Rom . The future state of the heathen.—In contemplating the future state and prospects of the heathen, it is proposed to show:—
I. That the heathen are sinners against God.
II. That, being sinners, they are justly exposed to the penalty of the divine law.
III. That from this penalty they cannot be delivered without repentance and reformation.
IV. That the heathen in general exhibit no satisfactory evidence of repentance, but the contrary; and
V. The Scriptures teach directly, and not by mere inference, that the end of heathenism is eternal death.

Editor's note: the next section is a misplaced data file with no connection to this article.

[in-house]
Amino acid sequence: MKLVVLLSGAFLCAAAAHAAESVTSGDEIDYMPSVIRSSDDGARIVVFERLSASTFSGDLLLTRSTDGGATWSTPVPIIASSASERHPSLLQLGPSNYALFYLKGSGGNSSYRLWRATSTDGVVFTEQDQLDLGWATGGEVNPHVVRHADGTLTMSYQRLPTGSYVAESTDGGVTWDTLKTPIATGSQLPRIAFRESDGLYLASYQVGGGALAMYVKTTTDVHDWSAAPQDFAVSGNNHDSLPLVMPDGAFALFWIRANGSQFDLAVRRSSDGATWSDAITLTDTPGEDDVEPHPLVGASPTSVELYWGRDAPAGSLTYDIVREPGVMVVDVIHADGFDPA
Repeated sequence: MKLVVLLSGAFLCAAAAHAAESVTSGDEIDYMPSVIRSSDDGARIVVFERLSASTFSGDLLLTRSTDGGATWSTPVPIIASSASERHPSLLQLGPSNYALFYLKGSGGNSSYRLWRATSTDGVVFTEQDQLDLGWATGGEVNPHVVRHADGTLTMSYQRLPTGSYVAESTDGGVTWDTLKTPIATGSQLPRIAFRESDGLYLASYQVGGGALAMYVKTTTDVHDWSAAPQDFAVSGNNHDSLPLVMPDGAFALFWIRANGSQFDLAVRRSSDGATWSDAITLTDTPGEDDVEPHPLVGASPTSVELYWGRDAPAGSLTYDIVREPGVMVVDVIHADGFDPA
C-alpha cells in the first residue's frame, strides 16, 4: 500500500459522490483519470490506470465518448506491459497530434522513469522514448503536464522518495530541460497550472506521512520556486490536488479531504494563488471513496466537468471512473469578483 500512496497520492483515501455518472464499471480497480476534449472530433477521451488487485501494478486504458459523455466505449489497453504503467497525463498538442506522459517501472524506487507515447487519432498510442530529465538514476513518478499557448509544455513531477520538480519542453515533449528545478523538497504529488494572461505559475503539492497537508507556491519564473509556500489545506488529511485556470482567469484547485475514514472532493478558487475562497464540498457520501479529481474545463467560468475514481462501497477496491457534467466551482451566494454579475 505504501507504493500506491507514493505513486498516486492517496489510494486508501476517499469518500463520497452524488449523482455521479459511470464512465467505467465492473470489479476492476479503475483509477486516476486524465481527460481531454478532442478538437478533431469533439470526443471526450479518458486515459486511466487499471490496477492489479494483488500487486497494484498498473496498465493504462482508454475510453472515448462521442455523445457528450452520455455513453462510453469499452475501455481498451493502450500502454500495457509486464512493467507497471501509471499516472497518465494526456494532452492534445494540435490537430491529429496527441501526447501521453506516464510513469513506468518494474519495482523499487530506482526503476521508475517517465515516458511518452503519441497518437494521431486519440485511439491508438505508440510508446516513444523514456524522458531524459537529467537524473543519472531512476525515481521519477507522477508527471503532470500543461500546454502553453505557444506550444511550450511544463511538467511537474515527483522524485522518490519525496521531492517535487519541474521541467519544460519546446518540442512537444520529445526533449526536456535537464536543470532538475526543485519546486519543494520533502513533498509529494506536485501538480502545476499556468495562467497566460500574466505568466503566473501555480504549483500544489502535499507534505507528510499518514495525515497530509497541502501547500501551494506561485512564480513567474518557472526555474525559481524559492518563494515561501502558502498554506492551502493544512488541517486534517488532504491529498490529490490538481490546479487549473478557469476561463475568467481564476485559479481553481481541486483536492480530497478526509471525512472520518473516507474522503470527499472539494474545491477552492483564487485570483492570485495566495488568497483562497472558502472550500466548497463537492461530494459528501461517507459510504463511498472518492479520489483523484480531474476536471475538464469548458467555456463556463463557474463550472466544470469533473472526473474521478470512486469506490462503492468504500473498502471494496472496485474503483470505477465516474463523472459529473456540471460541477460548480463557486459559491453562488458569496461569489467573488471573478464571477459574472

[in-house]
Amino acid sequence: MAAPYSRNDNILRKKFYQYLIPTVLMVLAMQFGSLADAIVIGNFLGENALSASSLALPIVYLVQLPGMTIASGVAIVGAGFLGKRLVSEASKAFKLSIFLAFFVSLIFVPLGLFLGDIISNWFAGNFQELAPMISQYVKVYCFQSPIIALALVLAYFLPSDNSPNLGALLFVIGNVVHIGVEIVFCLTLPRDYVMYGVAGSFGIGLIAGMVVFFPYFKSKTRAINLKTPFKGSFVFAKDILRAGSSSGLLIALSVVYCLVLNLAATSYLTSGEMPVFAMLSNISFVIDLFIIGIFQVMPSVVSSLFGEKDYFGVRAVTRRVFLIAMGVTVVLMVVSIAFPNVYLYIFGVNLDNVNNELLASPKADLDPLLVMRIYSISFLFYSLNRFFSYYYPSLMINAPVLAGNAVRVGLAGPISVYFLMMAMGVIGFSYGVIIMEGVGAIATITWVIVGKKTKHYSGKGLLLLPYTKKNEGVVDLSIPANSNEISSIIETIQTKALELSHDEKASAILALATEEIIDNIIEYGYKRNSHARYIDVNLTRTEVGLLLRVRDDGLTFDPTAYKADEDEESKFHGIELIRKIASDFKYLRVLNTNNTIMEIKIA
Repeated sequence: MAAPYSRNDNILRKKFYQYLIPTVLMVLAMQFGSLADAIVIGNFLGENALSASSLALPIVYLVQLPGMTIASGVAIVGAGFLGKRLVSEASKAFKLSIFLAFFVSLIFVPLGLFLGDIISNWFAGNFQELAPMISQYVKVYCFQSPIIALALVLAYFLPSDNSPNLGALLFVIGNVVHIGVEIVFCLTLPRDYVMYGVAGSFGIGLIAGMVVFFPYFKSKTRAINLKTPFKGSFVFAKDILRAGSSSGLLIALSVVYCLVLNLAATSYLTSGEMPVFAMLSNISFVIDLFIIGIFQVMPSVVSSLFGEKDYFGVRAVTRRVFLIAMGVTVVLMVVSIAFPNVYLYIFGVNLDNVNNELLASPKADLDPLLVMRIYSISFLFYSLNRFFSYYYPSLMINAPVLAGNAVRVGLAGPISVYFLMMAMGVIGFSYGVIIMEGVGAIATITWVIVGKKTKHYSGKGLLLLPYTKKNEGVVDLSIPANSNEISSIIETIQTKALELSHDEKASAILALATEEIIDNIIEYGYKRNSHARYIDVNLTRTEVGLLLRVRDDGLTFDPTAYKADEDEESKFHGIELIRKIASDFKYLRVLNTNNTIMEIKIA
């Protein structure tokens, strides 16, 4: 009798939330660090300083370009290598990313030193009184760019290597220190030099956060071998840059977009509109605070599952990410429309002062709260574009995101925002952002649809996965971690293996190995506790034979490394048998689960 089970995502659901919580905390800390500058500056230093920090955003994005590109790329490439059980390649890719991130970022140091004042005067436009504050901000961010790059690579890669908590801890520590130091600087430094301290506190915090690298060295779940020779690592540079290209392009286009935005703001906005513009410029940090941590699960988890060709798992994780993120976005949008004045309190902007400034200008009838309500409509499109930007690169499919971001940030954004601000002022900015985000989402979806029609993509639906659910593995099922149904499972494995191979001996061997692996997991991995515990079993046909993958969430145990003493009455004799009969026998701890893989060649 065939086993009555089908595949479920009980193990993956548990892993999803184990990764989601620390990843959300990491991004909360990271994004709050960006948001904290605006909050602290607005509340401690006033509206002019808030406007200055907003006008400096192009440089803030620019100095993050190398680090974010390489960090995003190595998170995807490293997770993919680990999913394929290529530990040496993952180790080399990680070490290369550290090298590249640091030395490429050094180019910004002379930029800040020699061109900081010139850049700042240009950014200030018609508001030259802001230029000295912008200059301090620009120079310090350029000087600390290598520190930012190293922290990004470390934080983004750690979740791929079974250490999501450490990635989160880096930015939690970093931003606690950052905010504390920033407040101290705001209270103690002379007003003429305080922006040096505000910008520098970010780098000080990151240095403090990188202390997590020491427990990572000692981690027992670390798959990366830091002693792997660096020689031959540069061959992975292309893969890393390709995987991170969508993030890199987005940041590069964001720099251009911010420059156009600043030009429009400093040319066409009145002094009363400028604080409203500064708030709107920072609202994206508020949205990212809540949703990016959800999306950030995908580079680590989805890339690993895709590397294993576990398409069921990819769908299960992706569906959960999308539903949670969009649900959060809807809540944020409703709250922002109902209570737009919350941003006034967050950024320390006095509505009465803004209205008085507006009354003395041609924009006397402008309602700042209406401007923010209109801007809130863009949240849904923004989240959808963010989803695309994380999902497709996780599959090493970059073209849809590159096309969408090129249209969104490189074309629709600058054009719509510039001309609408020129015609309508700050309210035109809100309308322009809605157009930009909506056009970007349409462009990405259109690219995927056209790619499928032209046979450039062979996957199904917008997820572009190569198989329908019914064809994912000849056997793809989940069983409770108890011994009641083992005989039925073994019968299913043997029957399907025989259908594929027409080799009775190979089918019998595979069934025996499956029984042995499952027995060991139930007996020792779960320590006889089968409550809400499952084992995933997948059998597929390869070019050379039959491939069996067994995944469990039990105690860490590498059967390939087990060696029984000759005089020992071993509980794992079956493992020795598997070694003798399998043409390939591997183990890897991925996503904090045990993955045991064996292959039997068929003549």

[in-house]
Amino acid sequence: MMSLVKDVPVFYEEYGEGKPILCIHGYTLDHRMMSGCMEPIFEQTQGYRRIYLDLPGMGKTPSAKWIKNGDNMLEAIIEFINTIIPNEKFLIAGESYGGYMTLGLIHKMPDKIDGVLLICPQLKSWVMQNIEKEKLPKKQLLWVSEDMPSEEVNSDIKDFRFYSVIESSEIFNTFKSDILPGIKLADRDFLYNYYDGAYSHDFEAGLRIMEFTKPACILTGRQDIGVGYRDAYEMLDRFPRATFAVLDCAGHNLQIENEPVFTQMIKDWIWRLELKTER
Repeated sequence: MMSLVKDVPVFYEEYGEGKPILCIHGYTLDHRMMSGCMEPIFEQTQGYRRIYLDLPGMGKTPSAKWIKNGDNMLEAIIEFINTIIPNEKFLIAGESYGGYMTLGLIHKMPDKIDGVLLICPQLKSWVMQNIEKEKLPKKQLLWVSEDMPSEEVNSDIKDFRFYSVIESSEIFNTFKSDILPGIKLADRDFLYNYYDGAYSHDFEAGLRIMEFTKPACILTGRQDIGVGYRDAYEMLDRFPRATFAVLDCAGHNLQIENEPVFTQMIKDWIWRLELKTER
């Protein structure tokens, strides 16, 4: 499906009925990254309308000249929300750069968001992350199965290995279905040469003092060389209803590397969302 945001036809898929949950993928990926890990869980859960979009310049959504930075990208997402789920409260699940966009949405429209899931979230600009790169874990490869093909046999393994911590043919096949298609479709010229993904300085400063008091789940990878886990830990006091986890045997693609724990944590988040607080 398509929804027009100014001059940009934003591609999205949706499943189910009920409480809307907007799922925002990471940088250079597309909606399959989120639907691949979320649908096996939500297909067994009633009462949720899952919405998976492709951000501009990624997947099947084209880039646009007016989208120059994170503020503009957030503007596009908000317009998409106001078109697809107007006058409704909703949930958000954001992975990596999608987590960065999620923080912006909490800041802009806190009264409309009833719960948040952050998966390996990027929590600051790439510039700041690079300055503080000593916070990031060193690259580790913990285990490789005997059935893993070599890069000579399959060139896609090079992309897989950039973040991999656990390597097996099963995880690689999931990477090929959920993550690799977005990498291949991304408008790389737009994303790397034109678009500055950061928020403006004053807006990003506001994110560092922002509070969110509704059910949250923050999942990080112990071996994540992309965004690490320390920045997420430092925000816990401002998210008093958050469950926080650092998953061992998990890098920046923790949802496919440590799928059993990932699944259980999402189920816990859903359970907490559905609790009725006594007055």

I. I am to show that the heathen are sinners against God. We might infer as much as this from the fact that, like us, they are the children of a fallen father and belong to a depraved and corrupted race. Are not the heathen human beings? Do they not belong to the "one blood" of which God hath made "all men for to dwell on the face of the whole earth"? Are they not the posterity of Adam? If so, then undoubtedly they are depraved and sinful, for this is true of all Adam's posterity. "By the offence of one the many were made sinners." "By one man sin entered into the world, and death by sin, and so death hath passed upon all men, for that all have sinned." The Scriptures assert frequently and positively that the heathen are sinners. Thus Paul says to the converted heathen in verses already quoted, "Ye were the servants of sin." "Ye have yielded your members servants to uncleanness, and to iniquity unto iniquity." That the heathen of our times, like those of whom Paul speaks, are "all under sin" is proved by the testimony of missionaries and of other competent and impartial witnesses. Every command of the Decalogue, every precept, whether of natural or revealed religion, is openly and shamelessly violated among them. They are, almost without an exception, idolaters. They are, to a shameful extent, the profaners even of their own sacred things. Instead of honouring and protecting their aged parents, they in some instances abandon them to perish with hunger, in others they burn them or bury them alive, and in others slaughter and devour them. Their murders are frequent and of the most horrible description. "Their lewdness," says one who had long resided among them, "is such as can never be described by a Christian writer." Their sacred books rather encourage than prohibit theft. In some places they even "pray that they may become expert in it, boast of it when successfully accomplished, and expect to be rewarded for it in the future world." "Among the common people of India," says a veteran missionary, "lying is deemed absolutely necessary, and perjury is so common that no reliance whatever can be placed upon the testimony of heathen witnesses. For a piece of money not larger than a fourpenny-piece they can be hired to swear to anything which their employer requires." The same missionary adds, "The characters of the heathen have not at all improved since the days of the apostle Paul."